Monday, December 12, 2016

Jackie Greene finds perfection in San Juan Capistrano

Jackie Greene performing at the
Coach House on Dec. 11, 2016.
Jackie Greene
Where: The Coach House, San Juan Capistrano, CA
When: Sunday, Dec. 11, 2016
Next: Brooklyn Bowl in Brooklyn, NY on Dec. 14, 2016; the Mystic Theatre in Petaluma, CA on Dec. 29 and 30, 2016

It isn't often an artist is flawless over the length of a full-length concert.

But that is exactly what Jackie Greene and his terrific three-man band displayed during every thrilling twist and turn of a fast-moving and inspiring 100-minute outing at the Coach House in San Juan Capistrano on Sunday night (Dec. 11, 2016).

An artist able to masterfully craft material blending roots rock, blues, pop, Americana, folk and R&B with authentic ease, the Northern California native displayed virtuoso chops on guitar, keyboards and harmonica across his set, while showcasing lead vocals fully up to the task of delivering his top-tier songs.
From left, drummer Fitz Harris, guitarist Nathan Dale, guitarist
Jackie Greene and bassist Jon Cornell at the Coach House.

Opening with "I Don't Live in a Dream" off his 2008 album Giving Up the Ghost, Greene somehow blended tinges of melancholy pop into the acoustic blues gem. While many artists often get things going on a harder note, Greene and company opted to build to that with the second offering "Medicine" off his outstanding 2010 disc Till The Light Comes. A song that wouldn't be out of place on a Beck disc, "Medicine" was bolstered by an undeniably catchy groove throughout its verses and choruses, Greene also unleashed great lead guitar work during the song.

Greene turned things around quickly again for his third track, the breezy "Another Love Gone Bad," which had the sonic feel of a Grateful Dead song with guitarist Nathan Dale and drummer Fitz Harris adding some sterling vocal harmonies (his band was rounded out by bassist Jon Cornell).

So the night went, with Greene changing it up armed with his superb set of originals, able to move from acoustic to electric guitar, from electric piano to organ when the music or mood demanded it. 

Jackie Greene using slide
One of the most powerful performances of the night came relatively early and courtesy of "Silver Lining," a confessional where Greene sang of the realities and myths of being a musician, of life on the road and following dreams: "Our feet don't touch the ground/I'd like to believe after all this I'd end up a millionaire/But not that's where it's at/Anyway it don't work like that." Armed with his electric guitar, Greene launched into the song with a brief bluesy solo, and continued to feature nuanced and affecting electric guitar work using a slide to enhance the song's theme: "Where's my silver lining," he sang.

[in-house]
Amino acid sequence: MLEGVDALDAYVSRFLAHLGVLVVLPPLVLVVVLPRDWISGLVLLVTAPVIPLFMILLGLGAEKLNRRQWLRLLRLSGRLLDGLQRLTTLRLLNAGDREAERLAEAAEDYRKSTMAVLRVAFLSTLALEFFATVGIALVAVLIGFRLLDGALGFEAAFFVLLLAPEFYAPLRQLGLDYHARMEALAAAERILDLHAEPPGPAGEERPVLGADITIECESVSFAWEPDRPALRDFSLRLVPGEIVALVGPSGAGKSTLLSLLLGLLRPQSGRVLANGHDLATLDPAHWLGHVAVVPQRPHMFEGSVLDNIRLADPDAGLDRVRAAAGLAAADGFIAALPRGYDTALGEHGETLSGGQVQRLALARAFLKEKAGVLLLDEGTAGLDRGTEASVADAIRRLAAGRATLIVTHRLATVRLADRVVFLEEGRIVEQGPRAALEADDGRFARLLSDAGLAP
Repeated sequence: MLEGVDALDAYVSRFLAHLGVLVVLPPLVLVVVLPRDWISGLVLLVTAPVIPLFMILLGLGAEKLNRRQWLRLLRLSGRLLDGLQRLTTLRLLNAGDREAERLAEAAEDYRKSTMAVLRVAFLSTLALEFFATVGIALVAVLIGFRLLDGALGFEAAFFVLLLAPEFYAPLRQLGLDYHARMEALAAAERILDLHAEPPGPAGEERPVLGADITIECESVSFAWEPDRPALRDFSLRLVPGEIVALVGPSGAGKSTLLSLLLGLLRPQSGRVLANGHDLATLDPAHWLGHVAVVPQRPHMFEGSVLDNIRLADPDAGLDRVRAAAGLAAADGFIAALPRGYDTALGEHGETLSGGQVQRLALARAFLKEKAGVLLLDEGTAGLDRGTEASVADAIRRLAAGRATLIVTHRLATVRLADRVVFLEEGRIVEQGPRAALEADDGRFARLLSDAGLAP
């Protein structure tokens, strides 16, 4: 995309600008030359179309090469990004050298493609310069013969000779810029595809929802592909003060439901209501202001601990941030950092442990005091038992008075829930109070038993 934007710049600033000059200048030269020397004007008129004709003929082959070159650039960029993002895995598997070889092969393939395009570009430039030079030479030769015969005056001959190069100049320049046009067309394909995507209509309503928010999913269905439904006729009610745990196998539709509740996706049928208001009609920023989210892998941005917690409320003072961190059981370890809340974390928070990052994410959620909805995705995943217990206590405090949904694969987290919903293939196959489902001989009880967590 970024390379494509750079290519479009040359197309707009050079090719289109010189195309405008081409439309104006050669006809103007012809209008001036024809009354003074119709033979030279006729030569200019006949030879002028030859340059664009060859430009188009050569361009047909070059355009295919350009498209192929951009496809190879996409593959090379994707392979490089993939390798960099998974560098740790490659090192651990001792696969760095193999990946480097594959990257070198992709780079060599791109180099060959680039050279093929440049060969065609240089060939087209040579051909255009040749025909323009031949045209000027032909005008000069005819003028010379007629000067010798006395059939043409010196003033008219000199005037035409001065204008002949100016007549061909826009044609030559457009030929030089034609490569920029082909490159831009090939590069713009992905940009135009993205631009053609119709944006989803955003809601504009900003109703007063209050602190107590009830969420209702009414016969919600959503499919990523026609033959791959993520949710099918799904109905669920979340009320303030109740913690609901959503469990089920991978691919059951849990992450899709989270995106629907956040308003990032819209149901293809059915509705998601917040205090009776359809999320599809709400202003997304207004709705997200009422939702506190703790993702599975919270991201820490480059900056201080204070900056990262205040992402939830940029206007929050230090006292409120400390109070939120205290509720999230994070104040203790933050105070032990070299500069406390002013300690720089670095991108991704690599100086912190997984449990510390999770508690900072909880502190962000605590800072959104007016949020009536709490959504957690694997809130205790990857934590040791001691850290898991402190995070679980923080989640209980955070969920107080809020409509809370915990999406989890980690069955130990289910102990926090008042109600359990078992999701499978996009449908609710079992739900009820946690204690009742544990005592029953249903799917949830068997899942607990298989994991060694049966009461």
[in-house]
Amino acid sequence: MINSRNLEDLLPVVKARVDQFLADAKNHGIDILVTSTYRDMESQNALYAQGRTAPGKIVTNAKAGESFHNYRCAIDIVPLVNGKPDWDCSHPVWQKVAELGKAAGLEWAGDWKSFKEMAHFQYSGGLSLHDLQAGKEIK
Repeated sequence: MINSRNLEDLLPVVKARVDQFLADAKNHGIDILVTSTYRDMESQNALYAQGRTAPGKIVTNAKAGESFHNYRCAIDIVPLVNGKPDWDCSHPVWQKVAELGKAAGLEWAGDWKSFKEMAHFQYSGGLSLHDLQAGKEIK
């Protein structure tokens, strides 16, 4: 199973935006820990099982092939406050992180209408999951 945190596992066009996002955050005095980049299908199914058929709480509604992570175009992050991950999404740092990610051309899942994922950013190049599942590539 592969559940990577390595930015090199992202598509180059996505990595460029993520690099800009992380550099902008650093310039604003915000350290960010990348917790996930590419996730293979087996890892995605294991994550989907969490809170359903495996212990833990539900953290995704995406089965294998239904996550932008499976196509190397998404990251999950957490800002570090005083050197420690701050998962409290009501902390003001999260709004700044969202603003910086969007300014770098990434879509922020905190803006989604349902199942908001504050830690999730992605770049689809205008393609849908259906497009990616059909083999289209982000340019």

Greene pleased long-time fans by reaching back for the infectious "Gone Wanderin'," and "By the Side of the Road, Dressed to Kill," both off his 2002 break-through release Gone Wanderin'. But based on the cheers, and intensity of the audience reaction throughout the set, it is likely every selection was somebody's favorite. There was authentic country ("Light Up Your Window"), straight-up blues ("Seven Jealous Sisters," with Dale and Greene each performing multiple lead guitar solos), beautiful piano-anchored ballads (notably "Shaken" and the exquisite "You Can't Have Bad Luck All the Time"), gospel ("Hallelujah") and Memphis soul ("So Hard To Find My Way," that had Greene working the keyboards and blues harmonica).

Greene's encore was a hard-hitting take on his "Cold Black Devil / 14 Miles," a freewheeling country-blues rocker that allowed Greene and his band to flat-out rock.

Opening the night were the Cordovas, a Nashville-based quartet that mined the sonic territory of the Grateful Dead for 45 minutes, delivering some impressive musicianship, great harmonies and solid original material before closing with a strong take on the Dead's "Truckin'."

Review by Robert Kinsler

Photography courtesy of Bob Steshetz

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